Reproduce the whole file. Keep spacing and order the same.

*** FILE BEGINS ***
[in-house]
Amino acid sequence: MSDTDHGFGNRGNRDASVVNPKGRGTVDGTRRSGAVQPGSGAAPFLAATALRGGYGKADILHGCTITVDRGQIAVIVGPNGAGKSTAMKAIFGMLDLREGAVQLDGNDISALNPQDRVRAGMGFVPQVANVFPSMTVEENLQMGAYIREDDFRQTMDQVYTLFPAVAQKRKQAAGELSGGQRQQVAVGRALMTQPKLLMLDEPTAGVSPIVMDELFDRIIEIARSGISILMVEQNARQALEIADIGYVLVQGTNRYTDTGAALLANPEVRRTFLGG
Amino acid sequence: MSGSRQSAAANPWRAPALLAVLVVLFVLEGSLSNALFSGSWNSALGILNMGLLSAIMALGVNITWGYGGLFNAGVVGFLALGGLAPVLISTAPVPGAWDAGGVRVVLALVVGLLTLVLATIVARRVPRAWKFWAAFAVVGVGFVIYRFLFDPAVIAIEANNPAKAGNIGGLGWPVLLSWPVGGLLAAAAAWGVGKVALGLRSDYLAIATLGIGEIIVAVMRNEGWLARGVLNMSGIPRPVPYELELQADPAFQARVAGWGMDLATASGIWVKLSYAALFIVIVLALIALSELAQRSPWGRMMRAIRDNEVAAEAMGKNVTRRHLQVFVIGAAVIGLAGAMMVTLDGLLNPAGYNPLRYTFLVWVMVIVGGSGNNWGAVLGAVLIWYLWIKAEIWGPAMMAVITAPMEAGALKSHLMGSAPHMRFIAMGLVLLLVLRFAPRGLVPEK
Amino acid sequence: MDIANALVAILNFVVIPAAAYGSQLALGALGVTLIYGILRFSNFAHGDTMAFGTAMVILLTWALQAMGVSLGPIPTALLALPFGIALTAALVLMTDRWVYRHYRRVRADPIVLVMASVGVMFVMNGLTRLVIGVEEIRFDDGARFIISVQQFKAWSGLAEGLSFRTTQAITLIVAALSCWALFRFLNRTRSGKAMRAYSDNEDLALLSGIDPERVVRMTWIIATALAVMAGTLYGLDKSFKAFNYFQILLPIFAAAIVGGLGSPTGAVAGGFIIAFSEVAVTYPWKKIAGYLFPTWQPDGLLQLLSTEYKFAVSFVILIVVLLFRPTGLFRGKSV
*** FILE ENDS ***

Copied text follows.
[in-house]
Amino acid sequence: MSDTDHGFGNRGNRDASVVNPKGRGTVDGTRRSGAVQPGSGAAPFLAATALRGGYGKADILHGCTITVDRGQIAVIVGPNGAGKSTAMKAIFGMLDLREGAVQLDGNDISALNPQDRVRAGMGFVPQVANVFPSMTVEENLQMGAYIREDDFRQTMDQVYTLFPAVAQKRKQAAGELSGGQRQQVAVGRALMTQPKLLMLDEPTAGVSPIVMDELFDRIIEIARSGISILMVEQNARQALEIADIGYVLVQGTNRYTDTGAALLANPEVRRTFLGG
Amino acid sequence: MSGSRQSAAANPWRAPALLAVLVVLFVLEGSLSNALFSGSWNSALGILNMGLLSAIMALGVNITWGYGGLFNAGVVGFLALGGLAPVLISTAPVPGAWDAGGVRVVLALVVGLLTLVLATIVARRVPRAWKFWAAFAVVGVGFVIYRFLFDPAVIAIEANNPAKAGNIGGLGWPVLLSWPVGGLLAAAAAWGVGKVALGLRSDYLAIATLGIGEIIVAVMRNEGWLARGVLNMSGIPRPVPYELELQADPAFQARVAGWGMDLATASGIWVKLSYAALFIVIVLALIALSELAQRSPWGRMMRAIRDNEVAAEAMGKNVTRRHLQVFVIGAAVIGLAGAMMVTLDGLLNPAGYNPLRYTFLVWVMVIVGGSGNNWGAVLGAVLIWYLWIKAEIWGPAMMAVITAPMEAGALKSHLMGSAPHMRFIAMGLVLLLVLRFAPRGLVPEK
Amino acid sequence: MDIANALVAILNFVVIPAAAYGSQLALGALGVTLIYGILRFSNFAHGDTMAFGTAMVILLTWALQAMGVSLGPIPTALLALPFGIALTAALVLMTDRWVYRHYRRVRADPIVLVMASVGVMFVMNGLTRLVIGVEEIRFDDGARFIISVQQFKAWSGLAEGLSFRTTQAITLIVAALSCWALFRFLNRTRSGKAMRAYSDNEDLALLSGIDPERVVRMTWIIATALAVMAGTLYGLDKSFKAFNYFQILLPIFAAAIVGGLGSPTGAVAGGFIIAFSEVAVTYPWKKIAGYLFPTWQPDGLLQLLSTEYKFAVSFVILIVVLLFRPTGLFRGKSV